According to the Consumer Product Safety Commission, every year, there are more than 7,500 backpack-related injuries reported across the United States. These backpack injuries include everything from bruises and sprains, to back and shoulder fractures.
Backpacks pose a major and serious back injury risk to children. This is in spite of the fact that the American Academy of Pediatrics has set specific guidelines for the weight of children’s backpacks in order to reduce the risk of injuries. For instance, the American Academy of Pediatrics guidelines state that a backpack should weigh no more than 10 % to 20% of the child’s body weight. There may be slight variations however, considering the child’s weight and physical fitness levels.
In order to reduce the risk of backpack-related back injuries involving a child, carry only limited items in your backpack. Items must be limited to the items that will be necessary for that day. Distribute the weight of the items in the backpack evenly.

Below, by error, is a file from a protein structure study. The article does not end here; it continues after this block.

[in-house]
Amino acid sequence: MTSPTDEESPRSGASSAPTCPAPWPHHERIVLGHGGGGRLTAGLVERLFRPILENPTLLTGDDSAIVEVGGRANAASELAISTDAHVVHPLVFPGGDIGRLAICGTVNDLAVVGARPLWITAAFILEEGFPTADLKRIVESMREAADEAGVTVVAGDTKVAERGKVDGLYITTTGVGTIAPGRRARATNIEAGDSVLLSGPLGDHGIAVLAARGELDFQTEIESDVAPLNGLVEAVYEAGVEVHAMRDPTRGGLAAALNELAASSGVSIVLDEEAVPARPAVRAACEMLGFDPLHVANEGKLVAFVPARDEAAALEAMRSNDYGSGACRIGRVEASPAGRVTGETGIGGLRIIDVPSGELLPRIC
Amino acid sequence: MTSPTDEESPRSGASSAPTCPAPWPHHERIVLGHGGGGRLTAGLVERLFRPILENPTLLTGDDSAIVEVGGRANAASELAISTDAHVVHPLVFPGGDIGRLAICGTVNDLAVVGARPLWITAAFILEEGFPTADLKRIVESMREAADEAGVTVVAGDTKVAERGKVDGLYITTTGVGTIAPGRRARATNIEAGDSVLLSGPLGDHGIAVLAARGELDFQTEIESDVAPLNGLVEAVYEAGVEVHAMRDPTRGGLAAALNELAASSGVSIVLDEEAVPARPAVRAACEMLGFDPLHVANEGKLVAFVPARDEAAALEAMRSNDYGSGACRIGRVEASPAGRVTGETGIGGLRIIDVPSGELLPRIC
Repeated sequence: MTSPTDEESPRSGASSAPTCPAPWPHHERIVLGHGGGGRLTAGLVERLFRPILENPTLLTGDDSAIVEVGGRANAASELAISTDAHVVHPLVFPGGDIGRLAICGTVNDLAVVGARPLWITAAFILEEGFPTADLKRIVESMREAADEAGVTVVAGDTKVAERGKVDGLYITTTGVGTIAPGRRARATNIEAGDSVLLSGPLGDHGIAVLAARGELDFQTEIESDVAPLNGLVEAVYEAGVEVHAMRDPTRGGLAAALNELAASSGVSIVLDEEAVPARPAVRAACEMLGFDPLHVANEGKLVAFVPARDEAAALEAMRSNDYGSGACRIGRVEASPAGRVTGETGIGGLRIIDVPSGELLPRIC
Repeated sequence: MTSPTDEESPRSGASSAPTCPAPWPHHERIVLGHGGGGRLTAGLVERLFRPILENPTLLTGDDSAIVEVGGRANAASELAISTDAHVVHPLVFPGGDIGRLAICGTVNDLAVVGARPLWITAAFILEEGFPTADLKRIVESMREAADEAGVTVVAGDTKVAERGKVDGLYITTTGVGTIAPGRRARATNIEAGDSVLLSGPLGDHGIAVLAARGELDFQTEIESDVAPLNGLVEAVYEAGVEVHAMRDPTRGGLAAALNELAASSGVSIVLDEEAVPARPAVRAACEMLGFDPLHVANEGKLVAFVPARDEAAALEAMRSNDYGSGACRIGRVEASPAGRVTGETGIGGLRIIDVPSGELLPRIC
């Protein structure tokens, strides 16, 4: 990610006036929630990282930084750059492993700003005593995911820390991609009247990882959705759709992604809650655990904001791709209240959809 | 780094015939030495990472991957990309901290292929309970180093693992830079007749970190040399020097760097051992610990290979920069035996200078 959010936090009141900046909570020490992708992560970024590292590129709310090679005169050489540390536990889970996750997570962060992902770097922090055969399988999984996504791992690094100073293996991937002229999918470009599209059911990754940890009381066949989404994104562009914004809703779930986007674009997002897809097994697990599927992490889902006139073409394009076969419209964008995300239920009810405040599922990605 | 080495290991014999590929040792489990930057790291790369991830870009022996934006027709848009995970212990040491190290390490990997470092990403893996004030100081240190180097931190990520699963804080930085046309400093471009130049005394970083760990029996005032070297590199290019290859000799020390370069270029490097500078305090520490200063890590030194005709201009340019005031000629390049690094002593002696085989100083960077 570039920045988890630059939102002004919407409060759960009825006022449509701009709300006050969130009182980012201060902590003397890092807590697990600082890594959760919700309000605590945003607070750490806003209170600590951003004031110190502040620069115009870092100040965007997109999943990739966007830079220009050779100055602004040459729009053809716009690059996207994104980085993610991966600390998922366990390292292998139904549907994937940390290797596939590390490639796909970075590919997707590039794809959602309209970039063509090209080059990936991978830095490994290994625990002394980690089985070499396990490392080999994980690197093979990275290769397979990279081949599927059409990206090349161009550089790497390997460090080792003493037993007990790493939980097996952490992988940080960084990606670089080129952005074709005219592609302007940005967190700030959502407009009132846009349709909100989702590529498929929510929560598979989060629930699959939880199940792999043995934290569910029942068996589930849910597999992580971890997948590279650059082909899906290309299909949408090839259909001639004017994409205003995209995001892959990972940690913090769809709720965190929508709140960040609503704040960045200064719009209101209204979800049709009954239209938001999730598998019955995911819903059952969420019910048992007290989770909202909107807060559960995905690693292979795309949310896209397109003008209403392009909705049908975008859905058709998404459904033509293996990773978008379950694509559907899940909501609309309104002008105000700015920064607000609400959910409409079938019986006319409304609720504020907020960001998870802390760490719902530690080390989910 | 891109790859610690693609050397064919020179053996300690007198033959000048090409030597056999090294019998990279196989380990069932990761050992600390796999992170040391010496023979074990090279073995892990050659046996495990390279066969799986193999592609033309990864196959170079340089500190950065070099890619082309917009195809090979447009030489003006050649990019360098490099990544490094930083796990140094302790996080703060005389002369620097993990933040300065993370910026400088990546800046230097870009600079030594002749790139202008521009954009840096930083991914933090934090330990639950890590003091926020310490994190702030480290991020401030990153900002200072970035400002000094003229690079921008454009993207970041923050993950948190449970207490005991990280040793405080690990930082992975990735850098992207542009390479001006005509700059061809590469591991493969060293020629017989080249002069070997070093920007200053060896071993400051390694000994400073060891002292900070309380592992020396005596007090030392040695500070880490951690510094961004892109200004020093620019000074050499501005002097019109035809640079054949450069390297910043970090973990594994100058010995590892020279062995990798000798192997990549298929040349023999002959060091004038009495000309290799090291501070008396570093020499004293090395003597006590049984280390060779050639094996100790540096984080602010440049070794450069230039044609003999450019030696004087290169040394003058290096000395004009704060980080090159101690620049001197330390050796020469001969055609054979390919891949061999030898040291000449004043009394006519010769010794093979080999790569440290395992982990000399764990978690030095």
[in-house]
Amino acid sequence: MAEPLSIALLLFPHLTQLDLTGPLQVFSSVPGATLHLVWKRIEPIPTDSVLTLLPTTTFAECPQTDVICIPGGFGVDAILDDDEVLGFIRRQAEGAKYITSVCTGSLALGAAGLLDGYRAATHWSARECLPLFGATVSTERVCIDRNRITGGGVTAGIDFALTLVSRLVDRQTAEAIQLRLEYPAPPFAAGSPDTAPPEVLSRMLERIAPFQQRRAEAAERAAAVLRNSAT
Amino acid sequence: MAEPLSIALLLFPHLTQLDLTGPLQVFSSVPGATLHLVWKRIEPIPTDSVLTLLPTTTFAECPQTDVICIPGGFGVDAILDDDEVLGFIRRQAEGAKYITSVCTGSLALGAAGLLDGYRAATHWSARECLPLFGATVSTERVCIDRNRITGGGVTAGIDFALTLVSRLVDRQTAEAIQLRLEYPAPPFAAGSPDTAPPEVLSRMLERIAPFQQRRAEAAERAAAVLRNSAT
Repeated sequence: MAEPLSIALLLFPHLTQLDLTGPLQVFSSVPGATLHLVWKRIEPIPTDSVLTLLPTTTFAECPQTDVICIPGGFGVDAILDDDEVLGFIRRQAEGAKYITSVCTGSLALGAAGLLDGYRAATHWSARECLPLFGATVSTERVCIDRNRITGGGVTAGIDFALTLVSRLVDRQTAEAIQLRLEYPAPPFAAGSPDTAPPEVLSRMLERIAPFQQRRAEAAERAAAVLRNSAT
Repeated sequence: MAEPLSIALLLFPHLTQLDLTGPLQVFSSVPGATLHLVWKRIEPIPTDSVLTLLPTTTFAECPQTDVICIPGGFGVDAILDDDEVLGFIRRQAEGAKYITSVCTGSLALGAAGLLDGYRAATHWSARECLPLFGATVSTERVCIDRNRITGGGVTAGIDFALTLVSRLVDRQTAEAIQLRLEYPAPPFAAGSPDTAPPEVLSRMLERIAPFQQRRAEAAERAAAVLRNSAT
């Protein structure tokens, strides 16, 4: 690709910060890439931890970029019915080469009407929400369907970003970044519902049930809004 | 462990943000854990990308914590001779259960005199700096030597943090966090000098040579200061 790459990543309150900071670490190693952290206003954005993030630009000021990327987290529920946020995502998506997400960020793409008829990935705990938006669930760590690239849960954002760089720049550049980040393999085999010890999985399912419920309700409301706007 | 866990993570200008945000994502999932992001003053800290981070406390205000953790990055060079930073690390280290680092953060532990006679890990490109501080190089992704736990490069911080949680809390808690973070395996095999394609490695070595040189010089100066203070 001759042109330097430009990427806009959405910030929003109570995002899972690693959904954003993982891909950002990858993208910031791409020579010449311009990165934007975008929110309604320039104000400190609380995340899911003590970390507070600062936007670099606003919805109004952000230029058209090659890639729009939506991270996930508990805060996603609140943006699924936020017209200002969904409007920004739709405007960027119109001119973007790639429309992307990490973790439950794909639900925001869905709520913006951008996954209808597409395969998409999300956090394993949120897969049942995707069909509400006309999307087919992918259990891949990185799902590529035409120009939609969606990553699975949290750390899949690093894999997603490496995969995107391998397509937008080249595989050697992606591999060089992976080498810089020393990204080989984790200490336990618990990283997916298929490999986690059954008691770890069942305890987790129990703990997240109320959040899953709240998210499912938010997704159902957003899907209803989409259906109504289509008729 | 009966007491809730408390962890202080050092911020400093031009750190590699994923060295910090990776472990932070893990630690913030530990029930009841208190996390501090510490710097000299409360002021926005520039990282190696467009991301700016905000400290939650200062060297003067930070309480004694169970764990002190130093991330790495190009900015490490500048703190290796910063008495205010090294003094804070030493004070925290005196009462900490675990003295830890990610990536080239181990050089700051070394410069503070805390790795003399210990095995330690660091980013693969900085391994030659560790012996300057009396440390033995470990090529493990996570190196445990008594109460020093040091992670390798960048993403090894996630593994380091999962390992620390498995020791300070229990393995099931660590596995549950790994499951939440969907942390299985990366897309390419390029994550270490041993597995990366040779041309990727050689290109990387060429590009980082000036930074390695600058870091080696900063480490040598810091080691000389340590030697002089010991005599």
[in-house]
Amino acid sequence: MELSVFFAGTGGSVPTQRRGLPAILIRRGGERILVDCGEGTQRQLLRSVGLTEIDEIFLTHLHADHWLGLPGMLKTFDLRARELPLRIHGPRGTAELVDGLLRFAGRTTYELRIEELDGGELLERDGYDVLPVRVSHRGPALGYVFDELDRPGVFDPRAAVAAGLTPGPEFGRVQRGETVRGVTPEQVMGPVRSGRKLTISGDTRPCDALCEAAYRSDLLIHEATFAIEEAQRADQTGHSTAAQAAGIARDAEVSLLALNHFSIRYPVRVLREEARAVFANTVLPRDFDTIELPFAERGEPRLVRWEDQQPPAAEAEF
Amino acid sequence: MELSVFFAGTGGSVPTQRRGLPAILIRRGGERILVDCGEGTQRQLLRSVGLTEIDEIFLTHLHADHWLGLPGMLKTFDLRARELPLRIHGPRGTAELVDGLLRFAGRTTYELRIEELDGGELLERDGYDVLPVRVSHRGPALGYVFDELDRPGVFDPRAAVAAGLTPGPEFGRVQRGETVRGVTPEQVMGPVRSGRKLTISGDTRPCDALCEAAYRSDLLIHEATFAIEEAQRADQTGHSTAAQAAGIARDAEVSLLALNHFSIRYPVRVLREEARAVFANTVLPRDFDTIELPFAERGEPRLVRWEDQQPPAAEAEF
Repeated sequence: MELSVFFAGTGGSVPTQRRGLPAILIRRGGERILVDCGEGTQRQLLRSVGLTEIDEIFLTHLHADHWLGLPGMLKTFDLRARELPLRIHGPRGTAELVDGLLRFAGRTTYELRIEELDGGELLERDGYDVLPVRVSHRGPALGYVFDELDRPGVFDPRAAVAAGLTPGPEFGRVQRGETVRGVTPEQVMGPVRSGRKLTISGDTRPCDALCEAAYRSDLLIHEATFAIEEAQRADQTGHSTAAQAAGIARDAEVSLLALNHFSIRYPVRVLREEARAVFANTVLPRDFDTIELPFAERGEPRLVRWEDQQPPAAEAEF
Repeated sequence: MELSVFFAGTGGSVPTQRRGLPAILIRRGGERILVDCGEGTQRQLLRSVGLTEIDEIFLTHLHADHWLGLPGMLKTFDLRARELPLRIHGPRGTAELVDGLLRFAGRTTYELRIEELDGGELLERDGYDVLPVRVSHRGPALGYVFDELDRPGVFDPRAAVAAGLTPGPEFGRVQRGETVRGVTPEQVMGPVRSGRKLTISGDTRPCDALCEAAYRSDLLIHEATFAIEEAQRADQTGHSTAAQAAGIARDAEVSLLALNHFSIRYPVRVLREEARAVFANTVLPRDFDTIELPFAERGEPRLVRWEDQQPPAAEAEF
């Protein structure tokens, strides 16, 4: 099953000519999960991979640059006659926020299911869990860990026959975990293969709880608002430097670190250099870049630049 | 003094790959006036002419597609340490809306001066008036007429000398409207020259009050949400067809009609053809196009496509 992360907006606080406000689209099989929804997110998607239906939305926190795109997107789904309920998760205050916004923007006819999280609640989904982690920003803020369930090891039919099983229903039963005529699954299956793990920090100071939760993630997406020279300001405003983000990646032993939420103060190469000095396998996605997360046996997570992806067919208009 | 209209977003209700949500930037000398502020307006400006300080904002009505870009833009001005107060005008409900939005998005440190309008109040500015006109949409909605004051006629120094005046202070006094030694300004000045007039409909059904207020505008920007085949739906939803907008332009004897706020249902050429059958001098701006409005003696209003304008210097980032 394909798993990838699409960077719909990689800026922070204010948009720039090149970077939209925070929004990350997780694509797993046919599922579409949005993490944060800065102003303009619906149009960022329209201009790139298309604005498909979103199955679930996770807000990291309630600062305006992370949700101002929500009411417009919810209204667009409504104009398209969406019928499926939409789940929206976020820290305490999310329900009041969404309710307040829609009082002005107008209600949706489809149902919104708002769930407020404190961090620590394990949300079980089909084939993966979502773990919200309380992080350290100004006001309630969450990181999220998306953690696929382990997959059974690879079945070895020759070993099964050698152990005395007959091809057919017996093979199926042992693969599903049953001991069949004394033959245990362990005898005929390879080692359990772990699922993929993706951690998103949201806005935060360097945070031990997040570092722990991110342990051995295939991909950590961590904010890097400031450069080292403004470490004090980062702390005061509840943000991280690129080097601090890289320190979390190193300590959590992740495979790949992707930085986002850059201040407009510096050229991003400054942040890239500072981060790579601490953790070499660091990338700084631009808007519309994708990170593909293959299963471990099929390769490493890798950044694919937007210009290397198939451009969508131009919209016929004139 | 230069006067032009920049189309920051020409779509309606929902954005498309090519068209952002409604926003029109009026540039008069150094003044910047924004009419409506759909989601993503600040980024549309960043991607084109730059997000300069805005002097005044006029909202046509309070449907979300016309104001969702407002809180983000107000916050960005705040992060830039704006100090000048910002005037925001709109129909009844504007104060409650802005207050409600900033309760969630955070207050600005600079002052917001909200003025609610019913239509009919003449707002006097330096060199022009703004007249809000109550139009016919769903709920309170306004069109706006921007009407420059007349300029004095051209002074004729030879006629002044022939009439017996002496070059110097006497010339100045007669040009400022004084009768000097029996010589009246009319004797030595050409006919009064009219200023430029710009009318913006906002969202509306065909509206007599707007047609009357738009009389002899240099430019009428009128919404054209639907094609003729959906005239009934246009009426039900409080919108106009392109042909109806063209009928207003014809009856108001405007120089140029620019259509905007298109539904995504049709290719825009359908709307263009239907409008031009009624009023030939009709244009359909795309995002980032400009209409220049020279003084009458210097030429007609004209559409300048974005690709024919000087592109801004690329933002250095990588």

Wear both the straps of the backpack. Wearing just one strap can shift the weight to just one part of the body. This can cause muscle spasms, and result in lower back pain later.
Choose a backpack that is ergonomically designed, as this is not just comfortable, but also safer for the child to wear. Your backpack should come with a padded back, which is not only more comfortable but also results in lower pressure on the shoulder, back and underarms. Hip and chest belts can shift some of the weight to the hips and torso.
Choose a backpack that comes with multiple compartments that can make things not just convenient to store, but also distributes the weight evenly.
While wearing a backpack, make sure that it fits evenly on the middle of your back. Adjust the straps of the backpack to make it easy for the child to remove and wear the backpack without any difficulty.
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